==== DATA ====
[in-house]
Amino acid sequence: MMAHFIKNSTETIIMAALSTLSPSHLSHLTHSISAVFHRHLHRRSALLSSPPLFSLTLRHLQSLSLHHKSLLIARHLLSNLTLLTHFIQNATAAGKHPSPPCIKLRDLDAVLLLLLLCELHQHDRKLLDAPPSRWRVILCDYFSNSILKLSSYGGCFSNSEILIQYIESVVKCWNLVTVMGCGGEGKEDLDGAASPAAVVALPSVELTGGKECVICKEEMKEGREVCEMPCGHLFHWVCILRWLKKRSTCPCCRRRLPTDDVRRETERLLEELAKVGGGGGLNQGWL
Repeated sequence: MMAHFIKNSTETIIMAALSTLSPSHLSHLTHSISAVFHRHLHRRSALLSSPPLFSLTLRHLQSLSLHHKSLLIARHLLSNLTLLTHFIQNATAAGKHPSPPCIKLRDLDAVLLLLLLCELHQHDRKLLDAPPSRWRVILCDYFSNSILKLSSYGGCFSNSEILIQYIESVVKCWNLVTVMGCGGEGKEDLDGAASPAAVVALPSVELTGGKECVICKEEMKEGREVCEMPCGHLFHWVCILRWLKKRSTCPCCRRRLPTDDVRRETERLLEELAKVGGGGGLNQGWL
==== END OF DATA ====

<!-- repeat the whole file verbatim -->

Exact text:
[in-house]
Amino acid sequence: MMAHFIKNSTETIIMAALSTLSPSHLSHLTHSISAVFHRHLHRRSALLSSPPLFSLTLRHLQSLSLHHKSLLIARHLLSNLTLLTHFIQNATAAGKHPSPPCIKLRDLDAVLLLLLLCELHQHDRKLLDAPPSRWRVILCDYFSNSILKLSSYGGCFSNSEILIQYIESVVKCWNLVTVMGCGGEGKEDLDGAASPAAVVALPSVELTGGKECVICKEEMKEGREVCEMPCGHLFHWVCILRWLKKRSTCPCCRRRLPTDDVRRETERLLEELAKVGGGGGLNQGWL
Repeated sequence: MMAHFIKNSTETIIMAALSTLSPSHLSHLTHSISAVFHRHLHRRSALLSSPPLFSLTLRHLQSLSLHHKSLLIARHLLSNLTLLTHFIQNATAAGKHPSPPCIKLRDLDAVLLLLLLCELHQHDRKLLDAPPSRWRVILCDYFSNSILKLSSYGGCFSNSEILIQYIESVVKCWNLVTVMGCGGEGKEDLDGAASPAAVVALPSVELTGGKECVICKEEMKEGREVCEMPCGHLFHWVCILRWLKKRSTCPCCRRRLPTDDVRRETERLLEELAKVGGGGGLNQGWL